South Korea, one of the world’s most wired societies, offered Tuesday to share its expertise with other Asian countries to help bridge the region’s IT divide.
The offer came as foreign ministers and other minister-level officials or deputies from 30 countries in Asia and the Middle East attended the opening ceremony here for the sixth meeting of the Asia Cooperation Dialogue (ACD).
"Korea will not spare efforts to support countries in not only building advanced network infrastructure ... but also in introducing e-government services," Information and Communications Minister Rho Jun-Hyong said in an opening speech.
Organisers said South Korea’s resolve would be illustrated in a declaration to be adopted later. The nation has 70 percent of its homes connected to broadband Internet, AFP reported.
IT is a main theme of the meeting but South Korean officials said other issues such as North Korea’s nuclear programme would also be tackled.
Thai Foreign Minister Nitya Pibulsonggram urged Seoul to lay the groundwork for bridging the digital divide. In response, Prime Minister Han Duck-Soo said his country would organise education programmes for IT experts or send Internet youth volunteers abroad.
The divide must not translate into "a rift in the economic and social opportunities of our constituents," he said.
"The information gap between the haves and the have-nots is more glaring in this age of instant information access and sophisticated communications technology," Han said.
He said the ACD should become a regional forum to forge "collective economic strategies" to maintain Asia’s competitiveness.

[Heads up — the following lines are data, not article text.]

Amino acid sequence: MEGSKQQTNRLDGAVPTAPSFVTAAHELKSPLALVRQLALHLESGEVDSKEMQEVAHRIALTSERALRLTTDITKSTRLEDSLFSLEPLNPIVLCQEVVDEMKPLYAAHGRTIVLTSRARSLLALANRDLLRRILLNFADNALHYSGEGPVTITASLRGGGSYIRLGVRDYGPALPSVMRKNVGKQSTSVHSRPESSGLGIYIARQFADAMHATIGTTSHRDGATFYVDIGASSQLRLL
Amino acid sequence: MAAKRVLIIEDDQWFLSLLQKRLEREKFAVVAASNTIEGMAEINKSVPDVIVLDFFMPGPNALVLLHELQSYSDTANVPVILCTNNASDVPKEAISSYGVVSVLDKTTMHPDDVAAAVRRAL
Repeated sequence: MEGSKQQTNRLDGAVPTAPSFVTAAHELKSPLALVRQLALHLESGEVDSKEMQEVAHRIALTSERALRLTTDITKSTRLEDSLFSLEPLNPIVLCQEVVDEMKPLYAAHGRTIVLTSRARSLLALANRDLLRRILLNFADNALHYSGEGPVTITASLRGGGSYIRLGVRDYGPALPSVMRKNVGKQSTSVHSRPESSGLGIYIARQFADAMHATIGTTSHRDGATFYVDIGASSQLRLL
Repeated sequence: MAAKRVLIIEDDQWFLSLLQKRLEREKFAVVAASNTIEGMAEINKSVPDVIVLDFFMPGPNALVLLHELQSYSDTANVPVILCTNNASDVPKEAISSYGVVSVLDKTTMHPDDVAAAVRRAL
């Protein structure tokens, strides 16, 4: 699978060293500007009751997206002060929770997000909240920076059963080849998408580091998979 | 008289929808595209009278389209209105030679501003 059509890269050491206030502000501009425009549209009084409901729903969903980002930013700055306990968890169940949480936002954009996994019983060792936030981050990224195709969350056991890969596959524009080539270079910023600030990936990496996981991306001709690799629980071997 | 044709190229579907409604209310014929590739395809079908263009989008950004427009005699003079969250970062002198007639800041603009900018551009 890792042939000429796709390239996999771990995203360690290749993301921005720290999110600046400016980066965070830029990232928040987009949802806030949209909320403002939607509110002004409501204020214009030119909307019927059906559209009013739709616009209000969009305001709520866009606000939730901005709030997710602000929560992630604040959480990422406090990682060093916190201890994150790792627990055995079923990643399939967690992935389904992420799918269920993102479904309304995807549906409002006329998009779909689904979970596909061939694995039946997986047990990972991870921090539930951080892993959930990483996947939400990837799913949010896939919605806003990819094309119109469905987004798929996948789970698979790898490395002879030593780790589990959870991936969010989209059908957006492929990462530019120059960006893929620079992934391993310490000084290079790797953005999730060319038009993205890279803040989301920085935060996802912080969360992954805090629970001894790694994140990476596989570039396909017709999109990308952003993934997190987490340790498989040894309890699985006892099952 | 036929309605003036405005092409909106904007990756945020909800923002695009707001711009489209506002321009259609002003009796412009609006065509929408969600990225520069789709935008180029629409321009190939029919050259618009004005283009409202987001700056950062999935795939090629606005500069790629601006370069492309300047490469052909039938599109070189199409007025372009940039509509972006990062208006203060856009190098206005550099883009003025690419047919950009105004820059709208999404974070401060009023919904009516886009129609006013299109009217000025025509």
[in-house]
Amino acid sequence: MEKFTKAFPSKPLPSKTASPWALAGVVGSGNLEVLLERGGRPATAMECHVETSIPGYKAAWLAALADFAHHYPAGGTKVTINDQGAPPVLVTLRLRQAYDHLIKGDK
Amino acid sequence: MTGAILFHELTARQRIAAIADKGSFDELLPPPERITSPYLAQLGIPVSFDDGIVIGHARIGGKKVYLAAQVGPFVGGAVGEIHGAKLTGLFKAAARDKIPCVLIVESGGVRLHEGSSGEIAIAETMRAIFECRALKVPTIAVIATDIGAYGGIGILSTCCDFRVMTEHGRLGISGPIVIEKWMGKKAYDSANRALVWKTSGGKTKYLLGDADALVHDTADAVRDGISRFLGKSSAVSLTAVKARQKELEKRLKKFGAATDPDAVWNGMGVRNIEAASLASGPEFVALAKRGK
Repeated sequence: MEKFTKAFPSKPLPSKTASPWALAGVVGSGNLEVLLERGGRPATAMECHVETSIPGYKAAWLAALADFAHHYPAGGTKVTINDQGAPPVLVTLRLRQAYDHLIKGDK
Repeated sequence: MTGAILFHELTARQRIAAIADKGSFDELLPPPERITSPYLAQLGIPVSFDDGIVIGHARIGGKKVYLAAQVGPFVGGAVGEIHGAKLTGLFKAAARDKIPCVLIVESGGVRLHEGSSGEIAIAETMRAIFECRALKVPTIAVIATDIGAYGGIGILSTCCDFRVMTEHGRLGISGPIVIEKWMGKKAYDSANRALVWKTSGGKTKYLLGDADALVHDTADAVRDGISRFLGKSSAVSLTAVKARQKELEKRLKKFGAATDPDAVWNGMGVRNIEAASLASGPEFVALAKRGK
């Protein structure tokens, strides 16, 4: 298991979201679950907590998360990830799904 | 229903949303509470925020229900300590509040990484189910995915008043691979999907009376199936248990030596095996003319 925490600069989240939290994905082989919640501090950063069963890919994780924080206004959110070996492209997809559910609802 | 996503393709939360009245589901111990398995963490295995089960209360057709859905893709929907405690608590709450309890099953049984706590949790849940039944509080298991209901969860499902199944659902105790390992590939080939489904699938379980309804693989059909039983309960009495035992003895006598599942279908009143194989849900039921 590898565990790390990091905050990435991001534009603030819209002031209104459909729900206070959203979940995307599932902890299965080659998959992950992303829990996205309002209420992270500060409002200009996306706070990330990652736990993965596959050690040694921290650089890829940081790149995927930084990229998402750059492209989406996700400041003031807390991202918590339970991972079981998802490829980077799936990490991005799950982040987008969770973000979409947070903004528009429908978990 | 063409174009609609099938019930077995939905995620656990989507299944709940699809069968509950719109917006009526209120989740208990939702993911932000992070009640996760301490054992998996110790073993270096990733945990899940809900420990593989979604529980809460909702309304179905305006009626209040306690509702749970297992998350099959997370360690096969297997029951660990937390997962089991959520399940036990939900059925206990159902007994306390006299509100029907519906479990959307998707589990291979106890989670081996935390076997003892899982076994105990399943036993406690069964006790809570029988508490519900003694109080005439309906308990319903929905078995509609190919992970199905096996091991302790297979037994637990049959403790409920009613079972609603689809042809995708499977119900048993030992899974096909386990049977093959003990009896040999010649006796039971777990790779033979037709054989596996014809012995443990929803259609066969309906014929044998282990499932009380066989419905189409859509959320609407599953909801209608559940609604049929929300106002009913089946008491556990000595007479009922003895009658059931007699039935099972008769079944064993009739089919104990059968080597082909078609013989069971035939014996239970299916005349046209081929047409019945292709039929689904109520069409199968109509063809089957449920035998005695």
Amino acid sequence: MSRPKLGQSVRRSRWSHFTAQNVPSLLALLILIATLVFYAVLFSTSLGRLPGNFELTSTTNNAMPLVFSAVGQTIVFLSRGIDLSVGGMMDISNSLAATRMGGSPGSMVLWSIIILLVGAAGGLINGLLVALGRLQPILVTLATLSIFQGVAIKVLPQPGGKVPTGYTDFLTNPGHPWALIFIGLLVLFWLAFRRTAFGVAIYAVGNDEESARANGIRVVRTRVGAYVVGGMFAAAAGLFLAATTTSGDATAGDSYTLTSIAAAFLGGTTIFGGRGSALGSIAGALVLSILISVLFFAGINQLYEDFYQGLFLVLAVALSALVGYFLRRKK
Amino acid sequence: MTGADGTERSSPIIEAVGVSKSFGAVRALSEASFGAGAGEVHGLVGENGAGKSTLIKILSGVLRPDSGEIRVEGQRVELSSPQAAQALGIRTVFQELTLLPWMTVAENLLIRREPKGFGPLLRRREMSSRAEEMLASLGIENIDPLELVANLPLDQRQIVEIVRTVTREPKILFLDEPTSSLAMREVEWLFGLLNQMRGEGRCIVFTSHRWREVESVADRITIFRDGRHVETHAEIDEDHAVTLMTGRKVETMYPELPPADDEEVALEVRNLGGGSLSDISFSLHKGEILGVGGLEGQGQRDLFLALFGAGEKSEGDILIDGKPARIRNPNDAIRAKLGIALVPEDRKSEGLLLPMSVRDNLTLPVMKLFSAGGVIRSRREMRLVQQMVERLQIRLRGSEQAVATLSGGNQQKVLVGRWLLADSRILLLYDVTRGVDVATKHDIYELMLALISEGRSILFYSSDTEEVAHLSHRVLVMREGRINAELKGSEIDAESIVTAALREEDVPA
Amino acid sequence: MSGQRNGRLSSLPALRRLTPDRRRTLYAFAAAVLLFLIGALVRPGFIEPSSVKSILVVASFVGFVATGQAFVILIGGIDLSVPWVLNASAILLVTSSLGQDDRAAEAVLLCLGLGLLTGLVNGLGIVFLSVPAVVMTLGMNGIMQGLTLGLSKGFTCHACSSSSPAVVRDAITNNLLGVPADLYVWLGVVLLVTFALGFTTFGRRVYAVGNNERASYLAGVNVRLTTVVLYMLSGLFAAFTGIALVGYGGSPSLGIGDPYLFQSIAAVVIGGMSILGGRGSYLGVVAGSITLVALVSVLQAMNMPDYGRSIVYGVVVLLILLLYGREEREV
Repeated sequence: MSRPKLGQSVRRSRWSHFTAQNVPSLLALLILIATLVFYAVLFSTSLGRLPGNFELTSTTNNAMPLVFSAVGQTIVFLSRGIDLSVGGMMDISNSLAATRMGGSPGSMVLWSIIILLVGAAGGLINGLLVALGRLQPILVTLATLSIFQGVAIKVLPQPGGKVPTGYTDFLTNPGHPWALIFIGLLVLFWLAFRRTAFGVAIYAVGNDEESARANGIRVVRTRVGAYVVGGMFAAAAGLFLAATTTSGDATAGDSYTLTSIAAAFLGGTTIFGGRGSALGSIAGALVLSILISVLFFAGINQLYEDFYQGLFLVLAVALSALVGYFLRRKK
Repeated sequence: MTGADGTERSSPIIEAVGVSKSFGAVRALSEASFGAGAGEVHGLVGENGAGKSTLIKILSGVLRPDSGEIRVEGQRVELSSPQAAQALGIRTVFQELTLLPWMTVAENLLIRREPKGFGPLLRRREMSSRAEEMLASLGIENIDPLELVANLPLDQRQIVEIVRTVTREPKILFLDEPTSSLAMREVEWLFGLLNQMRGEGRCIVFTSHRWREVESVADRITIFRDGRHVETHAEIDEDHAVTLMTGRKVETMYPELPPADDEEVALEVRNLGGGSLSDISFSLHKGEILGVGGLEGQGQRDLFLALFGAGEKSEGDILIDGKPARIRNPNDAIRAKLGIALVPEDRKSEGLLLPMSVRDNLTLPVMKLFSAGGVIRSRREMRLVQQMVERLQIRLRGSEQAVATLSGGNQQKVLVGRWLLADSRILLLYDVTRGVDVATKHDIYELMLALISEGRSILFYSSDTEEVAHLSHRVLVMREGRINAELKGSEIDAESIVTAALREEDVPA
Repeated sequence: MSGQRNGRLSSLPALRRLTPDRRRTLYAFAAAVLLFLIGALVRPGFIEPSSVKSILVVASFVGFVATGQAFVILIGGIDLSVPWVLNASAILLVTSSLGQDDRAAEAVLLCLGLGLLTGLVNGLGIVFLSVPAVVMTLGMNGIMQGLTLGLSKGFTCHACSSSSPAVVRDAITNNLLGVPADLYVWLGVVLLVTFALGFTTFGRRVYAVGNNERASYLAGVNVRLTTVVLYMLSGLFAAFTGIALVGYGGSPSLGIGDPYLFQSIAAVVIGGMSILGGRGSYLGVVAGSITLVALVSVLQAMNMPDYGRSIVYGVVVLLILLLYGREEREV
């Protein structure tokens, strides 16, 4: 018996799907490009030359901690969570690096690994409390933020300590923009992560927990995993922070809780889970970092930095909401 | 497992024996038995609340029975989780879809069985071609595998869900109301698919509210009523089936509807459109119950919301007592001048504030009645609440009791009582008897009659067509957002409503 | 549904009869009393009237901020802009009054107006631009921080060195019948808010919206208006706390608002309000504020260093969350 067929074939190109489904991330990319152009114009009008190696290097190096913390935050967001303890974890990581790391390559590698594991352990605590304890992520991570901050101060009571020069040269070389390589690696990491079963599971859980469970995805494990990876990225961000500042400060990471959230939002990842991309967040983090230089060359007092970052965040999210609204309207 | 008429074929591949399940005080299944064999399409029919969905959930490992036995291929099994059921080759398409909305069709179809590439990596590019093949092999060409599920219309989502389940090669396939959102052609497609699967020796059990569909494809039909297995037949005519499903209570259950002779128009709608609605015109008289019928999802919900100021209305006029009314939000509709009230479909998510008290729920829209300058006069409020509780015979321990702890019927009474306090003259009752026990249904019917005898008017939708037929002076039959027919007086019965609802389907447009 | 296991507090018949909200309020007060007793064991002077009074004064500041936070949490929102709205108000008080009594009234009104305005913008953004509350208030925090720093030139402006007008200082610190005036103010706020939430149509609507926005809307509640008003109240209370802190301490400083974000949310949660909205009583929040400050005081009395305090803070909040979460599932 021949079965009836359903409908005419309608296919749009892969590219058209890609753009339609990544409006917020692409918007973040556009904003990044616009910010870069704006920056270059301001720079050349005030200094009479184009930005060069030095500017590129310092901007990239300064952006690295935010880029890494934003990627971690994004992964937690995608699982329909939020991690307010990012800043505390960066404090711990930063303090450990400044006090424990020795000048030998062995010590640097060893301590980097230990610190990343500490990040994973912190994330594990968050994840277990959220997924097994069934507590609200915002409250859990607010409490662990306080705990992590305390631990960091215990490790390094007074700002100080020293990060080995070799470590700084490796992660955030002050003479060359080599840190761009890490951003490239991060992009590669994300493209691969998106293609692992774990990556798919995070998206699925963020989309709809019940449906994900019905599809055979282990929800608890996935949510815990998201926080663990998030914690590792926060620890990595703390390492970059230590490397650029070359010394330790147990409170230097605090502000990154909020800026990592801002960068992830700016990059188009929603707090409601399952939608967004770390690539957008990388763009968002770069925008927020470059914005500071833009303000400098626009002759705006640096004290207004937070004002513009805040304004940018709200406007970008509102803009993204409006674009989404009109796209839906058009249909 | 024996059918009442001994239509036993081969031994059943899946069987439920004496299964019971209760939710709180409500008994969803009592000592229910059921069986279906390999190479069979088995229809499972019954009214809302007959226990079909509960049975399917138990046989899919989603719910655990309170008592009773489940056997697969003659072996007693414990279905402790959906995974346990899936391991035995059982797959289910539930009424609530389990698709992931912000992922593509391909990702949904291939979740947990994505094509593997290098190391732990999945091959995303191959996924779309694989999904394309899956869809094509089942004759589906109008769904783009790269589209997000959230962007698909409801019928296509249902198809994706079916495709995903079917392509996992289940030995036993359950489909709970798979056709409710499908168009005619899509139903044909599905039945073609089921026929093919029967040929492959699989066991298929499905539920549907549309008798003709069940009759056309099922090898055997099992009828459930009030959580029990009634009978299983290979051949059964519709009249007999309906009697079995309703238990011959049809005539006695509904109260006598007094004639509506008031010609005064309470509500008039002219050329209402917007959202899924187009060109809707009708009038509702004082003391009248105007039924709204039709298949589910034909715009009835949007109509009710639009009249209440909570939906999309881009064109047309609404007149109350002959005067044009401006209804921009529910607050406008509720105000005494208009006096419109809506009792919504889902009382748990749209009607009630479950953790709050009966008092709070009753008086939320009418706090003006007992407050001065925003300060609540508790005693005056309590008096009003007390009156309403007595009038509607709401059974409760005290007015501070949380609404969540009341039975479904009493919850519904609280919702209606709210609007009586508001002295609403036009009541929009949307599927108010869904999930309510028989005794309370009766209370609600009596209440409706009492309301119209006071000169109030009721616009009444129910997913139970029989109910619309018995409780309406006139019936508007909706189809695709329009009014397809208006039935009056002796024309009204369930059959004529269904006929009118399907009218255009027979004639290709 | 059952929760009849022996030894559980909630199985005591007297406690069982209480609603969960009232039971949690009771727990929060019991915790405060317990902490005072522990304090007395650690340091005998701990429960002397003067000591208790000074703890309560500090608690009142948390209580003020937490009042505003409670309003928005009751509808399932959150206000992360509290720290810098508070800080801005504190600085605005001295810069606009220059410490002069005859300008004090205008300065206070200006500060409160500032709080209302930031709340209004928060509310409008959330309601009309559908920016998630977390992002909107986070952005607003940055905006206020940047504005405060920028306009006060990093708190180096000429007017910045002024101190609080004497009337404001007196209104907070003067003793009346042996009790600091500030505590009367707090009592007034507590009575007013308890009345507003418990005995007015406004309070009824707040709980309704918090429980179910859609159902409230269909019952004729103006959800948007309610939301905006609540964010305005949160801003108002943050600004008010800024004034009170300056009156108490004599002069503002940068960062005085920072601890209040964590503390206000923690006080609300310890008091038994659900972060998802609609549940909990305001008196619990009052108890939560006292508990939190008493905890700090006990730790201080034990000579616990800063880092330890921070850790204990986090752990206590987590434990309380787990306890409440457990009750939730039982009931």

"As other regions come together in the spirit of cooperation we cannot afford to be the only continent lacking a regional forum to consolidate our strength to project a unified voice in world affairs."
The ACD, the brainchild of Thailand’s former prime minister Thaksin Shinawatra, was inaugurated in June 2002.
Organisers say it is significant as the first and only body covering the entire Asian continent. Critics say the membership is too diverse for it to be meaningful.
Nitya said the ACD should move from "conceptual ideas to concerted action" to become a vibrant framework for dialogue and cooperation. For example, it should look at concrete measures to promote alternative energy.
"We need to continue to have strong political will in order to maintain strong momentum in this forum," he said.
Han urged the international community to support six-party talks on North Korea’s nuclear disarmament, saying stable security is the precondition for the region’s continued economic development.
North Korea’s promised disarmament is stuck because of an impasse over the return of its funds that were frozen in a Macau bank at US instigation.
In a separate event the South Korean, Japanese and Chinese foreign ministers met Sunday on the southern resort island of Jeju to discuss the nuclear issue and other topics.
ACD members are Bahrain, Bangladesh, Brunei, Bhutan, Cambodia, China, India, Indonesia, Iran, Japan, Kazakhstan, South Korea, Kuwait, Laos, Malaysia, Mongolia, Myanmar, Pakistan, the Philippines, Oman, Qatar, Russia, Saudi Arabia, Singapore, Sri Lanka, Tajikistan, the United Arab Emirates, Vietnam, Tajikistan and Uzbekistan.